Taipei (Taiwan News) -- Despite its small size, Taiwan is home to over 20 living languages and Island Folklore, a site dedicated to translating and sharing Taiwan's folk heritage, has created some illustrations to map this unique linguistic lineage.
Almost all languages spoken by the the indigenous people of Taiwan are categorized under the Formosan branch of Austronesian because they are unique to Taiwan, with the exception of Yami, which is spoken by the people of Orchid Island and originates from the northern Philippines.
(Chart by island folklore)
In terms of numbers of speakers, Sinitic (Chinese) languages dominate Taiwan and comprise one of the two main branches of the Sino-Tibetan language family. There are three main Chinese languages found in Taiwan: Mandarin, Taiwanese and Hakka. Though the three are often described as "dialects," the fact that the spoken versions are mutually unintelligible makes them closer to distinct languages like Romance languages in Europe.
As can be seen in the chart below, Min and Middle Chinese diverged from Old Chinese, before further splitting into various offshoot languages. Min evolved into Southern Min and then Hokkien before becoming modern Taiwanese (台語). While Middle Chinese evolved into Old Mandarin, which then became Mandarin, before developing into Beijing Mandarin, and then splitting into the Taiwanese Mandarin (台灣國語) and Standard Mandarin (國語) dialects that currently exist in Taiwan today. The third language, Hakka, has not diverged since it branched off from Middle Chinese, like its cousin Cantonese.
(Chart by island folklore)
The map below of language distribution is largely a result of Taiwan's history and geography. Though originally covering the whole island, the Formosan languages became confined to the mountainous areas and the east coast as plains tribes were either driven out by or assimilated with Han Chinese settlers originating from neighboring Fujian (Hokkien) and Guangdong provinces.
Most of the immigrants from Fujian spoke one of two Hokkien dialects during the late Ming and early Qing dynasties. Those who settled in north primarily spoke the prestige Quanzhou dialect, while the south was populated mainly by speakers of the Zhangzhou variant, however, the two groups blended over the years into one. Today, 70 percent of Taiwan's population is descended from these people, now known as Hoklo Taiwanese.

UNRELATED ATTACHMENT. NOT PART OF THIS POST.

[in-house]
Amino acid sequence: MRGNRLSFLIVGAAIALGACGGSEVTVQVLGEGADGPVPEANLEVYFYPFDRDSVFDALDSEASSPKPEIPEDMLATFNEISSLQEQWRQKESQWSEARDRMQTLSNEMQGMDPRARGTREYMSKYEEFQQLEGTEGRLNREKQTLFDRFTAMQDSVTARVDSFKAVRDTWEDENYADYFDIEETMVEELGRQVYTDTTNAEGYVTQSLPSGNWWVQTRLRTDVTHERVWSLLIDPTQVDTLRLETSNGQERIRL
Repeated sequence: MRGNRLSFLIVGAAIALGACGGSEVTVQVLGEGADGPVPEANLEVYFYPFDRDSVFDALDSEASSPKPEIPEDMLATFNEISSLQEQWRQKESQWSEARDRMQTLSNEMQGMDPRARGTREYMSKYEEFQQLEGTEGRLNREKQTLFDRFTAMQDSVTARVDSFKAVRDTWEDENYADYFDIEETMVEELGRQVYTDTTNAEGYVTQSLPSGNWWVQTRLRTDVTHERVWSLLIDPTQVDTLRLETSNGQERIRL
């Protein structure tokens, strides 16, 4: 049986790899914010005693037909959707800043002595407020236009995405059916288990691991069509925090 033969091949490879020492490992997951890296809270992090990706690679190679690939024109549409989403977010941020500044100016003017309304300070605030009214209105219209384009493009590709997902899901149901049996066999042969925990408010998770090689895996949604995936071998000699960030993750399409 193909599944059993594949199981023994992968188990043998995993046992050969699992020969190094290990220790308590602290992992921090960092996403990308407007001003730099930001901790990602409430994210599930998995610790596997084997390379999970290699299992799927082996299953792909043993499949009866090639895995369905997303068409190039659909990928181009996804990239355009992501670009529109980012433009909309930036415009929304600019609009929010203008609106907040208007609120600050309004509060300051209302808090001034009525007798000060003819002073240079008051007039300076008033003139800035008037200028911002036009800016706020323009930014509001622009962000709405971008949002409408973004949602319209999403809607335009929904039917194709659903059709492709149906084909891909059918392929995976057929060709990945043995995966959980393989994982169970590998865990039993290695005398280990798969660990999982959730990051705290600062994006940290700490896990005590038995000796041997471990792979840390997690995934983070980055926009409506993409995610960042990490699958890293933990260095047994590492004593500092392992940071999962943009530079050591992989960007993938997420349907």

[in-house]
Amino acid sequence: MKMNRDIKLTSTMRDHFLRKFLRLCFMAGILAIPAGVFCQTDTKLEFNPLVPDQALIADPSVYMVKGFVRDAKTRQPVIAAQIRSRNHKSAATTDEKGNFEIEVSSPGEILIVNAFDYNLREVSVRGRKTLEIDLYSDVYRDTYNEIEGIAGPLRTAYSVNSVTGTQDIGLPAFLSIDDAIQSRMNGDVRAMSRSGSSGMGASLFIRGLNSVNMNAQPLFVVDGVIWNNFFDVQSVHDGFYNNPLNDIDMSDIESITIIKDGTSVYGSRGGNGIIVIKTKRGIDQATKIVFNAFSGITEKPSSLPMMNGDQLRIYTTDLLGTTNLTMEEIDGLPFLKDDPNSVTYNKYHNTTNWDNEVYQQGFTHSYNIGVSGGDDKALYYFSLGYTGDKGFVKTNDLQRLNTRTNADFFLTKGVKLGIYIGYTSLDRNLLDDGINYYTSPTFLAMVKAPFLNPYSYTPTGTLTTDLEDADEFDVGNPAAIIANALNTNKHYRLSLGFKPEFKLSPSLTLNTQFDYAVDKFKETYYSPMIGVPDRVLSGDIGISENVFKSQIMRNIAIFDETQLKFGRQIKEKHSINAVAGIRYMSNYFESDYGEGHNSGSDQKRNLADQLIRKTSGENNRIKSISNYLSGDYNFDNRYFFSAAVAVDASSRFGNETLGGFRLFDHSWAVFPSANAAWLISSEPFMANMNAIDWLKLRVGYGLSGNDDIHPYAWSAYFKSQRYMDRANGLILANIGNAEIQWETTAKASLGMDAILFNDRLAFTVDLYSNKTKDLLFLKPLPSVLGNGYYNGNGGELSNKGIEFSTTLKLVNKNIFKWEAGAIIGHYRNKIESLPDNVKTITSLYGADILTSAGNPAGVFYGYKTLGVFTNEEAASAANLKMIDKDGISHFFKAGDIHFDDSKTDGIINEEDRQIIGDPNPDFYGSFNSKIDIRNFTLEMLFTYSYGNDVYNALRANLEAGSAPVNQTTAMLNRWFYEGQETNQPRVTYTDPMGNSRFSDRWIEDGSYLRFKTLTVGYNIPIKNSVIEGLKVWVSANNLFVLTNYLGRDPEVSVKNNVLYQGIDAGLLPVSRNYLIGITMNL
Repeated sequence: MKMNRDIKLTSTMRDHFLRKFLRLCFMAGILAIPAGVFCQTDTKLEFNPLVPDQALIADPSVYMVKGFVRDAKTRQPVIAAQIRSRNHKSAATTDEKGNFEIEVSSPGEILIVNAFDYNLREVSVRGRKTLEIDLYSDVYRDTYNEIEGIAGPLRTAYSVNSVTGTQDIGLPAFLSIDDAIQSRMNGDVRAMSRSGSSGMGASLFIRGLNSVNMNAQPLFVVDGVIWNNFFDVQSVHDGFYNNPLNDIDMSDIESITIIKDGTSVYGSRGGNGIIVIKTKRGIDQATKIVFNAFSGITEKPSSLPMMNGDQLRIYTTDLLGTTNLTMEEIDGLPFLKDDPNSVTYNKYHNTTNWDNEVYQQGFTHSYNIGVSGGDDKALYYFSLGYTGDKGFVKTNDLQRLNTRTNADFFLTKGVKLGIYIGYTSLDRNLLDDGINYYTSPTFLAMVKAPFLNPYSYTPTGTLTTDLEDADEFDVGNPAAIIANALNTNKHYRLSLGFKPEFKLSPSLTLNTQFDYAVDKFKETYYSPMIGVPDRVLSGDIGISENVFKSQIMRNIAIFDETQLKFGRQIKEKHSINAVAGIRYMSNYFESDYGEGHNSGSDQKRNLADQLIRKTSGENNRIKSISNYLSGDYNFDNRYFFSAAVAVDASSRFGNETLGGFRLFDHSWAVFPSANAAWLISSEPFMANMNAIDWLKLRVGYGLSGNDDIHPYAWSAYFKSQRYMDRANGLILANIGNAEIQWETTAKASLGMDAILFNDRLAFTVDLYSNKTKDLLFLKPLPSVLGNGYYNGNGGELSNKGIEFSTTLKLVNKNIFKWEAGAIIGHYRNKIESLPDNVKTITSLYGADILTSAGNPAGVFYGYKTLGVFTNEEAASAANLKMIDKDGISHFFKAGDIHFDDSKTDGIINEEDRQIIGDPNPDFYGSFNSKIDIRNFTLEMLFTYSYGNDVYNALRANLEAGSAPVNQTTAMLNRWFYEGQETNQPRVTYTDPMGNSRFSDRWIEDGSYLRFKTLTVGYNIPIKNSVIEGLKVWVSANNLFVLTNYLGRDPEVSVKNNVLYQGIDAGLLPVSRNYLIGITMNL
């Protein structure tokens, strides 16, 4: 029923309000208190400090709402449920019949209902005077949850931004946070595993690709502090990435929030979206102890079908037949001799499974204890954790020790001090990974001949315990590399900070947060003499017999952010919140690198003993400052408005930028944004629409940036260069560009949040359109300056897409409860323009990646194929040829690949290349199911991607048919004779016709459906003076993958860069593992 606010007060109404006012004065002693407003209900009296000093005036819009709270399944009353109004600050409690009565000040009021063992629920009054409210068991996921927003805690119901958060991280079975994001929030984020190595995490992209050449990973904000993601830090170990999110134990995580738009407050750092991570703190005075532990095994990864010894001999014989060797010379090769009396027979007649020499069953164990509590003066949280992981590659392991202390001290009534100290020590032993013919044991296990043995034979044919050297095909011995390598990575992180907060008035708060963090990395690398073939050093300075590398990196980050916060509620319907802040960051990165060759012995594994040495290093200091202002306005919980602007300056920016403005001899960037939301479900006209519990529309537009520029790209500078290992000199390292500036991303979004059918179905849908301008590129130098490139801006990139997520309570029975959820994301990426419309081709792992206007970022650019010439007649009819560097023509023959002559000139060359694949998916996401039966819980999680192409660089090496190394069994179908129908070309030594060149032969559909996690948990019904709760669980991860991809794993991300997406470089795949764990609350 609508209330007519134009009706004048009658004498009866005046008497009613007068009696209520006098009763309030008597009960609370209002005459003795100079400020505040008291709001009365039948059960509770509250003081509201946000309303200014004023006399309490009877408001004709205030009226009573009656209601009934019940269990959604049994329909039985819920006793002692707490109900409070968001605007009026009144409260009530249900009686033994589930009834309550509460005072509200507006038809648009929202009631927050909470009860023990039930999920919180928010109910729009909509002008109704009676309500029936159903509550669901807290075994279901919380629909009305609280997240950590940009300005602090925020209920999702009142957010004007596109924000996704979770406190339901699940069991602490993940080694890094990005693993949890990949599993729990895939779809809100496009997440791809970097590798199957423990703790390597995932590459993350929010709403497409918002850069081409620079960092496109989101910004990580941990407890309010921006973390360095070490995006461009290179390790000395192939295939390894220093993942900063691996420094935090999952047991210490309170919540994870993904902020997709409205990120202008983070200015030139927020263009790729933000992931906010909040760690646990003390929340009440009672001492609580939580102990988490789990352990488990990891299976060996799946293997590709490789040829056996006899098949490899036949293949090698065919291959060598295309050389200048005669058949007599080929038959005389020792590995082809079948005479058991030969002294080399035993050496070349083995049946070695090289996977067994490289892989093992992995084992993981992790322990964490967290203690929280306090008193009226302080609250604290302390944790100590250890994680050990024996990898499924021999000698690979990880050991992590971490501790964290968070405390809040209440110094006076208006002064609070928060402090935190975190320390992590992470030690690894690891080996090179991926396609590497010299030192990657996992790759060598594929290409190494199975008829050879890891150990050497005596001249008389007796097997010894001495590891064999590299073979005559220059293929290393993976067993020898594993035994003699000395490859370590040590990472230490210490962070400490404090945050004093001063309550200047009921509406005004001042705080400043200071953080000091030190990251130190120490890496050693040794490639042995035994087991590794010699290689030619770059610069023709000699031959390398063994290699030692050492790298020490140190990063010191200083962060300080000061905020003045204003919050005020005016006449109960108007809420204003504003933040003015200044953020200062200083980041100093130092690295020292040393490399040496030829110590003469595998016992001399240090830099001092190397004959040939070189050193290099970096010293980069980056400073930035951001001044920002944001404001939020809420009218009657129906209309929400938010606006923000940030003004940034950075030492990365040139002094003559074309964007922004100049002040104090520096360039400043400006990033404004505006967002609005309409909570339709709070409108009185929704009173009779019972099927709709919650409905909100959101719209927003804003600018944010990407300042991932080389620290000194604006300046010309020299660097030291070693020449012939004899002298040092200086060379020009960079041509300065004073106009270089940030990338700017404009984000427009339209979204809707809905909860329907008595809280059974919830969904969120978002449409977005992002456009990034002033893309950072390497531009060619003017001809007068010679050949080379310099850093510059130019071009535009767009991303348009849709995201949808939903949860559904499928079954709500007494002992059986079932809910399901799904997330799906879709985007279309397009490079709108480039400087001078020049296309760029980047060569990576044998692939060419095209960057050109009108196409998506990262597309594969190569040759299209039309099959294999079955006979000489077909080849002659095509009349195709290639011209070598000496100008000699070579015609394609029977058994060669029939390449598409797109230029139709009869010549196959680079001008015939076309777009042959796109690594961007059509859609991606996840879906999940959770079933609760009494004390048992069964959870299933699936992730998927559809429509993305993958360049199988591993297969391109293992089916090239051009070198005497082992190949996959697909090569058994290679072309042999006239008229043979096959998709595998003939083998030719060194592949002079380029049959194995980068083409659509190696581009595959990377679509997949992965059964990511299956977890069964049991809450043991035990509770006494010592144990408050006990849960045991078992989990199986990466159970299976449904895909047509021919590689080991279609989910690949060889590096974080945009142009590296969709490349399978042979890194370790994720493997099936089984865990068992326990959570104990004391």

Ethnic Hakka people from Guangdong Province also entered Taiwan during the late Ming and early Qing dynasties. As further immigration was later restricted by the Qing government and their language was subordinated to the prestige Hokkien dialect, native speakers are confined to more isolated pockets, but still consist of 20 percent of Taiwan's population.
After the end of the Chinese civil war in 1949, around 1.5 to 2 million "mainlanders" (外省人) fled to Taiwan, resulting in many Mandarin speakers settling in Taipei and northern Taiwan. Due to the influx of Mandarin speakers from China in 1949 and the Kuomintang government's heavy promotion of Standard Mandarin for the next 40 years, Mandarin became much more prevalent, at least in northern Taiwan, as can be seen in the gray area on the map. Though other dialects and languages were discouraged during that time, Hokkien, Japanese, English and other languages influenced the Mandarin spoken informally in Taiwan to eventually evolve into Taiwanese Mandarin.
Distribution of Taiwan's main linguistic groups: Formosan languages (purple), Taiwanese (green), Hakka (orange), Mandarin (grey). (Map by island folklore)